Two Short Stories by Balzac's First Russian Translator. - Late Czarist Period
Fyodor (sometimes translated as "Theodor", born and died in St Petersburg, Russia) Sologub is a second level Russian writer that I encountered for the first time yesterday. He was a profuse literary writer and was the first, according to my research, to translate Balzac into Russian. That alone makes him an important figure. He wrote a number of short stories and I enjoyed the two I read. (At the end of this pits I will include a link from which you can download a collection of his short stories translated by John Crounus , from 1915. Crounus (1881 to 1966) was born in Russia into a Yiddish family. His family immigrated to the USA, living in Philadelphia, when he was ten. He had a diverse career as a writer and it is for his translations that he is still known.
"The White Mother". Published somewhere between 1900 and 1913
"The White Mother" feels like a story Balzac might have written, or Turgenev on a sentimental day. The story focuses on a thirty five year old bachelor. When we first meet him he is at a party and the hostess is trying to suggest matrimonial prospects to him. He listens to her but his heart is in verthe grave, given many years ago to his beloved and passed Layla. Much of his time is spent thinking of her, she fills his dreams and he has no interest in displacing her with a wife. One day he is out for a walk and he comes on a young boy crying and lost in the streets. The man asks where his father lives and learns he is dead. The boy tells him he has two mothers, one white and one black. At first he thinks the black mother must be a nun and the boy an orphan. He finds out the white mother is the boy's deceased mother, the black mother is his black haired black eyed step mother. She wants to get rid of the boy, left as a burden on her as a stepmother after his father died. After some pondering and conversations with friends, the boy somehow makes him think of a son he and Layla might have had, he adopts the boy, the final touch is when the stepmother says she will agree to it only on the condition the man pay her for the clothes the boy is wearing. This is a story aimed at the heart and it works. I enjoyed reading it a lot.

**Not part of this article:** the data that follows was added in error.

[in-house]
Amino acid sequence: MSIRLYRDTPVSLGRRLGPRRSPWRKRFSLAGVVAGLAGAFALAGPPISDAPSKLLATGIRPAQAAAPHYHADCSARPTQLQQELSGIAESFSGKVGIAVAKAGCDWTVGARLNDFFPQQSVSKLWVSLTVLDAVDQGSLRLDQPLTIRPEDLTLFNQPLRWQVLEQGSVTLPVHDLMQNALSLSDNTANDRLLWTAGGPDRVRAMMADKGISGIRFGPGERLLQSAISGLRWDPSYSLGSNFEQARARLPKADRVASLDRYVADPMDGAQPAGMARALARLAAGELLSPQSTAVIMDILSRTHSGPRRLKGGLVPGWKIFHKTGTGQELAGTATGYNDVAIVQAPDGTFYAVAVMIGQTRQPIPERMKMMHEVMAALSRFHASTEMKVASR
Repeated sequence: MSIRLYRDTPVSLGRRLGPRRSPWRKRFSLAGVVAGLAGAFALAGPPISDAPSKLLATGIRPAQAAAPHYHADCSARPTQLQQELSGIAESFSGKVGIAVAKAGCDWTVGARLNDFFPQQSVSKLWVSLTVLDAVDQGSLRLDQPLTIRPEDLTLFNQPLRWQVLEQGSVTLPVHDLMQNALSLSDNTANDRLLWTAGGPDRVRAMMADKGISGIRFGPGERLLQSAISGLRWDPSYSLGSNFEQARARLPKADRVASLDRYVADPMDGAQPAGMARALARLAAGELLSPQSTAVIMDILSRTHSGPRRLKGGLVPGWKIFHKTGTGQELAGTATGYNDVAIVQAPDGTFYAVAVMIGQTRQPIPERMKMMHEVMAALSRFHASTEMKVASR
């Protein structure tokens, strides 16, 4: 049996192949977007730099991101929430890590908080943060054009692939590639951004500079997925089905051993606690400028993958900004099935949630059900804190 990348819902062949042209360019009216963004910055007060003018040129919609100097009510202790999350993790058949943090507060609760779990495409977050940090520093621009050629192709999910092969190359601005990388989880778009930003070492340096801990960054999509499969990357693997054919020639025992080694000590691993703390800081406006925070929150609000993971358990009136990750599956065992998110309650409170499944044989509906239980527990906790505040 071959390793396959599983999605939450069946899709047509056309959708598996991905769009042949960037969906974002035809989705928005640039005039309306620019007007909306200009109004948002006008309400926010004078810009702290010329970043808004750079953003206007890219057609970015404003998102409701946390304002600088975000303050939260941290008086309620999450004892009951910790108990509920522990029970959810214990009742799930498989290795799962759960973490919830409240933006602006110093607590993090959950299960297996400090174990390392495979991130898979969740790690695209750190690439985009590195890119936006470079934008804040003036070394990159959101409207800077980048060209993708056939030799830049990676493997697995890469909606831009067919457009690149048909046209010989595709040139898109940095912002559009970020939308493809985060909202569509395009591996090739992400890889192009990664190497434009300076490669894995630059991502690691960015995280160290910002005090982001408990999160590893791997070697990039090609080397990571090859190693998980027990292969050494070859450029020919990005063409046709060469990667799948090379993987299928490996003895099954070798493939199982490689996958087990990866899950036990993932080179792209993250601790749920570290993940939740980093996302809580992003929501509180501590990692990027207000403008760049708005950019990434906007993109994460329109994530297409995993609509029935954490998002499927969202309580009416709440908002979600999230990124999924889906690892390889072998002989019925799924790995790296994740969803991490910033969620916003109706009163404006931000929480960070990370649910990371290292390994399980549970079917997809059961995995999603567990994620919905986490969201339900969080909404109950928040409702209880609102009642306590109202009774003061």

"The White Dog"
"The White Dog" is a very interesting story set in the Russian countryside. It has an amazing close that I am surprised got past censors circa 1907. One of the central characters is an unmarried woman, having reached spinsterhood at thirty or so. I don't want to spoil the plot for potential readers but at the close of the story she strips naked and runs outside, she evidently transforms into a huge white dog. Two men hear the unearthly howls of the dog and take it for a werewolf and shot her. As they approach the dog they see it is a woman, covered in blood. No doubt this story echoes Russian folklore and certainly it can be seen as the final venting of frustration by the woman and perhaps as societies disregard for such women as no longer of value.